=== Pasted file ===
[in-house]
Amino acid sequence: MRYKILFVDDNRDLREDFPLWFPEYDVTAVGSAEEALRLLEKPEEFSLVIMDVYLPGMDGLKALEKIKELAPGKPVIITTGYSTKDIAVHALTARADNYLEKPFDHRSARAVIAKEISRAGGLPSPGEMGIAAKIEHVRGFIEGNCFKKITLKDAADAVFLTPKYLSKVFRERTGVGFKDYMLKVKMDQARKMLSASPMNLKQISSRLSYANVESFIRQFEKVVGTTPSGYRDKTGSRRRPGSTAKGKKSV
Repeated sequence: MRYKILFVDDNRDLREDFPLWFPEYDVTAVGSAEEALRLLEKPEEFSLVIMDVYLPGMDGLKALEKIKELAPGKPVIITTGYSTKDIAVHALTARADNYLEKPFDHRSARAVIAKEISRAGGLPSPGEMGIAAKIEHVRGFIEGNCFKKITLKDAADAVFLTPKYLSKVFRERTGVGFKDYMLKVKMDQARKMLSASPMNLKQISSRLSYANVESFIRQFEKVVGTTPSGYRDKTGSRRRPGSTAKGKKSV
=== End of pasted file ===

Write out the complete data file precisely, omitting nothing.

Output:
[in-house]
Amino acid sequence: MRYKILFVDDNRDLREDFPLWFPEYDVTAVGSAEEALRLLEKPEEFSLVIMDVYLPGMDGLKALEKIKELAPGKPVIITTGYSTKDIAVHALTARADNYLEKPFDHRSARAVIAKEISRAGGLPSPGEMGIAAKIEHVRGFIEGNCFKKITLKDAADAVFLTPKYLSKVFRERTGVGFKDYMLKVKMDQARKMLSASPMNLKQISSRLSYANVESFIRQFEKVVGTTPSGYRDKTGSRRRPGSTAKGKKSV
Repeated sequence: MRYKILFVDDNRDLREDFPLWFPEYDVTAVGSAEEALRLLEKPEEFSLVIMDVYLPGMDGLKALEKIKELAPGKPVIITTGYSTKDIAVHALTARADNYLEKPFDHRSARAVIAKEISRAGGLPSPGEMGIAAKIEHVRGFIEGNCFKKITLKDAADAVFLTPKYLSKVFRERTGVGFKDYMLKVKMDQARKMLSASPMNLKQISSRLSYANVESFIRQFEKVVGTTPSGYRDKTGSRRRPGSTAKGKKSV